Have you ever complained about a date? I have. “Why do I have to pay all this money and the girl just gets to go along. I have to ask her to go with me, plan it all out, pick her up, pay for everything, and she just rides along and relaxes.”
I found a culture that doesn’t do it this way, and I’m going to tell you about it.
Guys, before you get too excited and start to pack your suitcase, I’ll tell you that it isn’t reversed. It isn’t a magical place where the exact same protocol from above is followed, only with reversed roles. Beautiful girls aren’t going to beg you to go out with them and pay for everything when you finally agree. And yes, they still won’t like you if your first hobby on facebook is “computer games”.
Girls, don’t think you should move to this place either. It’s not a perfect land where guys won’t constantly pester you to go out with them. Many still probably want to take you to dinner and talk about playing Halo.
No, this culture isn’t paradise. It’s actually worse. That’s why I like it, it makes my life seem easy.
Specifically, I want to talk about something called the “May Tree”. Is this it’s official name? No. That’s some Hungarian word that I (foolishly) never thought to ask. But it shockingly involves trees and the month of May, so May Tree works perfectly.
On May 1st we were walking through the village of Torockó in Erdély, and I noticed a bunch of giant tree branches leaning against a fence. Since our tour guide and fearless leader was a Hungarian lady, we decided to ask her why a Transylvanian fence had a bunch of trees resting on it.
I love the “Oh, you don’t have that in your culture?” moments. It’s always the little things (like maple syrup or marshmallows) that you would never realize that other people don’t have. This particular occasion made for an interesting few days where we would get really excited – I mean kid on Christmas morning excited – over something that was pretty boring to our guides.
Anyway, here’s the story. On the night of May 1st (that is to say, the night between April 30th and May 1st), single Hungarian men have a special task. It varies by town, but essentially they have to go cut down a tree, decorate it, and hide it outside of the house of the girl they have a crush on. Then, the beautiful girls wake up in the morning and count how many trees they have so they can brag to their friends. I assume it’s a horrible day of the year to be ugly.
Sometimes it’s just a tree branch (but very big). Other times they decorate it with ribbons and other colorful things. One town we went through looked like it was full of Charlie Browns – a lot of fences had decorated, pathetic little trees tied to them. Maybe the townsfolk aren’t very strong?
Despite my requests to stop the bus at houses with tons of trees outside, we always kept driving. It was quite disappointing because I really would have liked to introduce myself to those girls. I assume it takes more than a nice personality to get that many trees.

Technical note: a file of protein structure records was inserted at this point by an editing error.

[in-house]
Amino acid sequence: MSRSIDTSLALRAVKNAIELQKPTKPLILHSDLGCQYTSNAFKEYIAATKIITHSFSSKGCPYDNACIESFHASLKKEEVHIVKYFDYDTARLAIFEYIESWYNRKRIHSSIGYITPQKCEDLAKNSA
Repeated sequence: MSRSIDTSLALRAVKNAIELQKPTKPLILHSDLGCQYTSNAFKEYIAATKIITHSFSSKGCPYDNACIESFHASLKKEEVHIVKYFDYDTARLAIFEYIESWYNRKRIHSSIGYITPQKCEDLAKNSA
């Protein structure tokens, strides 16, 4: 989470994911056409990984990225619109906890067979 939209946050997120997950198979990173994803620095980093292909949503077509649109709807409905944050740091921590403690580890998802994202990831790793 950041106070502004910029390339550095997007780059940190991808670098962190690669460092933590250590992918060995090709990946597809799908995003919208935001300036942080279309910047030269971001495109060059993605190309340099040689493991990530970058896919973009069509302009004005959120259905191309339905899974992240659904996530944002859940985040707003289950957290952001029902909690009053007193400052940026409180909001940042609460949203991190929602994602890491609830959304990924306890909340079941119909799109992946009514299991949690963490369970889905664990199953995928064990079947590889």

Now, let me tell you why I think this awesome tradition is miserable for the boys. Pretend for a minute that you have a crush on a girl. Picture her in your head, and then imagine having to stay up all night so you can go find a tree for her. You have to cut it down, maybe decorate it, and drag it into town. You’ll then go to her house and throw it over the fence, tie it to the fence, or lean it against it.
While you’re doing this, you may happen upon other guys doing the same thing. They are your competitors, and they’re trying to impress the same girl. Personally, I would consider increasing my odds by beating them to death with my tree, but I guess that doesn’t happen a lot.
Since you leave no trace that it was you, the girl wakes up in the morning and sees a bunch of trees outside. “Oh wow,” she thinks, “someone stayed up all night to carry a tree to my house and I don’t even know who it was. How romantic.”
That sucks. If I go to all that work, I’m going to write my name in giant neon letters on the tree.
As cool as it is for the girls, it’s not always as great as it sounds. Not only is there the possible humiliation that comes from waking up without any trees outside, but it can be dangerous. My tour guide told me a story where a boy tried to use too big of a tree, and it broke the fence. Then, when everything toppled inside, it went through a window. I bet he was pretty happy that he didn’t write his name all over it. I’d be in a lot of trouble with the glowing letters “A L E X” sitting in a kitchen full of broken glass.
It’s a cool tradition. I don’t understand exactly how or why it works, but I’m pretty used to that.
We stayed in a hotel the last night we were in Transylvania, and I made sure that a plan was hatched that would get us all home safely. In a group effort that could only be coordinated by people who had been living together in close quarters, we went outside and ripped off some tree branches. Then, we split up to distract our guides, other members of our group, and the hotel staff while the branches were smuggled upstairs. Shopping bags and napkins were torn into thin strips to like ribbons, and they were tied around the branches. After an awkward amount of time spent on a dark staircase, we got to see two very flattered Hungarian ladies tell us they felt like 16 year old girls again.
Everyone was let through the border the next day, and there were a few decorated tree branches in the back of the bus. I’ll never complain about the price of a date again.
Hungarian word of the day:
Pronounced May-oosh, and it means “May”. Months always seem to be similar across languages, I like that.